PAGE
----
IT'S NOT every day that representatives of District children enrolled in regular public schools, charter schools or private schools for special education can come together on one issue. They credit the mayor, the D.C. Council, the city's chief financial officer and the D.C. financial control board with pulling the children's advocates together. The unifying issue: a city-created formula reducing per student funding and reducing it unequally.
Groups such as the D.C. Congress of PTAs, Parents United for the D.C. Public Schools, the D.C. Coalition of Public Charter Schools and the Family and Friends of Special Children contend that the mayor and the council are funding all schools below levels required by the D.C. School Reform Act of 1995, the Uniform Per Student Funding Act of 1998 and other court decrees and federal statutes. The reduced funding, they say, results from earlier decisions by the mayor and council to carry out the prescribed student funding formula with money taken from the regular schools for special education tuition and transportation. The groups claim the problem was compounded when the mayor and the council agreed to set aside $30 million out of the remaining school funds for expected increases in charter school enrollments.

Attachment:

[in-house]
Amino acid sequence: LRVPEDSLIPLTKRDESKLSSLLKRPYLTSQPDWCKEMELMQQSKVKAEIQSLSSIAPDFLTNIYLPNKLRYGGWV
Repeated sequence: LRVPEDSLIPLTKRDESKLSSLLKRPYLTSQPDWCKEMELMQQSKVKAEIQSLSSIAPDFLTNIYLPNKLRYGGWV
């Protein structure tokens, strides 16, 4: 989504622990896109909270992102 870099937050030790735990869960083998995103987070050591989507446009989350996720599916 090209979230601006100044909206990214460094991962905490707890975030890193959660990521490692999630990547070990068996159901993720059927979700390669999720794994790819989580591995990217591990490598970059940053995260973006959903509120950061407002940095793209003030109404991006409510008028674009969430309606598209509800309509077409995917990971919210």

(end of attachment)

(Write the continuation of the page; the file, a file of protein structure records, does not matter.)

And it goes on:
The upshot? "There is not enough money to fund both [regular schools] and public charter schools fully on a per pupil formula basis, while paying mandated costs of special education tuition and transportation," the groups wrote on Dec. 6 to city officials.
The whole idea of a per pupil formula for school funding was to achieve equity among students enrolled in regular and charter schools. A predictable school funding formula is also a planning tool that every school superintendent needs. Months into the school year, however, the superintendent still does not know the size of her budget.
This is a school governance issue of the first order. The council and the mayor, having rightly criticized the elected school board's treatment of the school system, now have a chance to show what they can do. Properly funding public education is a good place to start.